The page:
MBA students at Georgetown’s McDonough School of Business travel domestically and internationally to network and learn about specific industries through Career Treks. Over winter break, 14 students headed to Tanzania — specifically to the cities of Dar es Salaam and Zanzibar — to learn how business is conducted in Sub-Saharan Africa by exploring the country's financial, manufacturing, energy, and tourism sectors.
The students met with representatives from American Energy Group, MeTL Group, RE/MAX, and Vervet Global. The trek was led by the Georgetown Black MBA Association. The association’s president, Nomblé Coleman (MBA’18), shared details about the experience.
What motivated you to pursue and lead this opportunity in Tanzania?
Each year, the Georgetown Black MBA Association polls its membership to determine its annual goals and priorities. This year, an overwhelming number of students expressed a desire to travel to Africa and learn about how business is conducted there. Although there was no precedent, we decided to organize a trek to Africa that was open to all McDonough students. We chose Tanzania for the inaugural trek destination due to its growing economy, student demand, and Georgetown’s strong alumni network in the country. Having visited Africa before, I was excited to lead this trip because for most students, it was their first visit to the continent. I believe gaining in-region international experience is a critical part of our transformation into becoming global-ready leaders.
What companies did you network with, and what industries do they serve?
The MeTL Group is a $1.5 billion dollar conglomerate that serves a variety of industries, including agriculture, energy, financial services, real estate, infrastructure, and manufacturing. Mohammed Dewji (B’98) is president and chief executive officer of the MeTL Group, and Fatema Dewji (B’10) is the company’s chief marketing officer. The Dewji family hosted our group of 14 students for a private dinner. The dinner was exceptionally special because Mr. Dewji spent time sitting at different sections of the table to ensure he met every student.
Also, we had an educational and enlightening visit with Vervet Global, where we gained a better understanding of the emerging investment opportunities in Tanzania. At the American Energy Group, we learned about the wide range of solar-powered technologies that are sold for installations in both individual households and major corporations. On the island of Zanzibar, we spoke with the owner of a RE/MAX franchise to understand the booming tourism and real estate markets.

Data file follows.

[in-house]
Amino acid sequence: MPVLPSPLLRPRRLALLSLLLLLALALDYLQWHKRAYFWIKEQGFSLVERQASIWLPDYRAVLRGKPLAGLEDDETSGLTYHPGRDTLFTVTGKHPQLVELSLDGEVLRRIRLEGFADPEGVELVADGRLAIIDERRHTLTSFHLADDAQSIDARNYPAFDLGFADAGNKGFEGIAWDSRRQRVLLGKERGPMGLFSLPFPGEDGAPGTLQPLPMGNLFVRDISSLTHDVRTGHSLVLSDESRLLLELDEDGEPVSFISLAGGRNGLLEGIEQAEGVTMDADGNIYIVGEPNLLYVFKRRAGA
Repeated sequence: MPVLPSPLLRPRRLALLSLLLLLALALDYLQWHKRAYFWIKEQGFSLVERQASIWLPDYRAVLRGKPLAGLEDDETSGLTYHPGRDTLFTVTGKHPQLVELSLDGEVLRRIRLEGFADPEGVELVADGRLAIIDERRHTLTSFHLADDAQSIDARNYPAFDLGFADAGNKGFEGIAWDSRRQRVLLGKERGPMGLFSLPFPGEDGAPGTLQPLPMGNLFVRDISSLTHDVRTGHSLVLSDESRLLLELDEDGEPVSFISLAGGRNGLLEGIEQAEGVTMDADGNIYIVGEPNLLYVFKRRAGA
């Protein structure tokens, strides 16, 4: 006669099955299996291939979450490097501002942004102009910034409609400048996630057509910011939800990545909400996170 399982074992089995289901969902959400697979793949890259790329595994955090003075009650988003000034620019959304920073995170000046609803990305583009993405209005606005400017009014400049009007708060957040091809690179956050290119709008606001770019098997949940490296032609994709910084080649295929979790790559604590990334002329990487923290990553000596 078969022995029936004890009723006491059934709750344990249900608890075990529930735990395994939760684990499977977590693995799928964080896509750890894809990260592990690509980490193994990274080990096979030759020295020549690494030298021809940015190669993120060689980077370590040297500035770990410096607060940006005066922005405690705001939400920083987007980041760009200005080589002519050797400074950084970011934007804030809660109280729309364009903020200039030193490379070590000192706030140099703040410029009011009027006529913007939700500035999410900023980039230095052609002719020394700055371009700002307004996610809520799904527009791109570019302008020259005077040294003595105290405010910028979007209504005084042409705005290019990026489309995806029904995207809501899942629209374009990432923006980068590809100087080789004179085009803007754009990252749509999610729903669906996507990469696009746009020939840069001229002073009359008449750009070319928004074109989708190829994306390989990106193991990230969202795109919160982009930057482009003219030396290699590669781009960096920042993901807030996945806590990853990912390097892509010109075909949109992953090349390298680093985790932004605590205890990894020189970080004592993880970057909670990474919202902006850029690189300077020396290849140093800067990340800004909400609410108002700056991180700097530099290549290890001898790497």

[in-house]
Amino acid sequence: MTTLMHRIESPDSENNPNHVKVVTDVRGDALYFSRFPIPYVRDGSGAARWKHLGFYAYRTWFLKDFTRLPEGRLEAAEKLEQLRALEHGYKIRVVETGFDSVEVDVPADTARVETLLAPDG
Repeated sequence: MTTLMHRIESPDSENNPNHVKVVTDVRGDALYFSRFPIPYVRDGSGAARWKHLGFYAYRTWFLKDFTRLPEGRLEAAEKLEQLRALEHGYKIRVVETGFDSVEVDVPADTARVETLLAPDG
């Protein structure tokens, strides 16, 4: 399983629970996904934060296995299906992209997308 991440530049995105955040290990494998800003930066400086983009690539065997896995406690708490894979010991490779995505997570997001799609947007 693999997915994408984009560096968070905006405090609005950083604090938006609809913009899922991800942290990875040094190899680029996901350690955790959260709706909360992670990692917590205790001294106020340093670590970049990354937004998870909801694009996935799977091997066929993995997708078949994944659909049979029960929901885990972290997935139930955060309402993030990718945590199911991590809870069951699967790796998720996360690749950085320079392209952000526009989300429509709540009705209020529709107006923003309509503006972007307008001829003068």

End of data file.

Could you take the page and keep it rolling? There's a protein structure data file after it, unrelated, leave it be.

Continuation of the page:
After our business visits, we hosted an alumni and prospective student reception in Dar es Salaam. At the reception, current students were able to share their experiences with prospective students and network with Georgetown alumni.
Which visit did you enjoy the most?
I enjoyed having the opportunity to visit three of the MeTL Group's factories. We traveled to factories that manufactured sunflower oil, carbonated beverages, and sisal. I am used to being inside corporate boardrooms all day, so it was impactful to see the assembly lines up close and learn about the technology that enables an efficient supply chain and distribution process. Also, I liked sampling “Mo Cola” fresh off of the line!
What did you learn about the business ecosystem in the country?
We learned that the Tanzanian ecosystem is experiencing rapid growth across many industries, particularly in its energy and real estate markets. One similarity of note to the United States was the pride consumers had for buying from and investing in locally owned businesses.
Did this trip encourage any classmates to explore career opportunities in the region?
This trek opened many students’ minds to the possibility of doing business in and partnering with Africa for future ventures. Students were surprised to learn about the exponential growth in the region and were curious to explore investment opportunities.
Did you have time to enjoy the local culture? What impressed you the most?
Yes! We went on a Safari Game Drive and got up close with elephants, giraffes, hippopotamuses, and monkeys! In Zanzibar, we took a long-boat cruise to a disappearing island and had a fresh seafood lunch. Also, we interacted with the renowned Maasai warriors and participated in their traditional jumping celebration.
Do you have any words of wisdom for students who would like to pursue treks in Africa in the future?
Don’t hesitate, do it! Africa’s economy is flourishing, so building a network and understanding available investment opportunities will be extremely valuable in the upcoming years. Additionally, treks provide you with tangible experiences to complement your theoretical knowledge, thereby enabling you to have more meaningful conversations in future job interviews and discussions. Lastly, traveling internationally with your fellow MBA classmates creates long-lasting bonds that extend far beyond your years at Georgetown McDonough.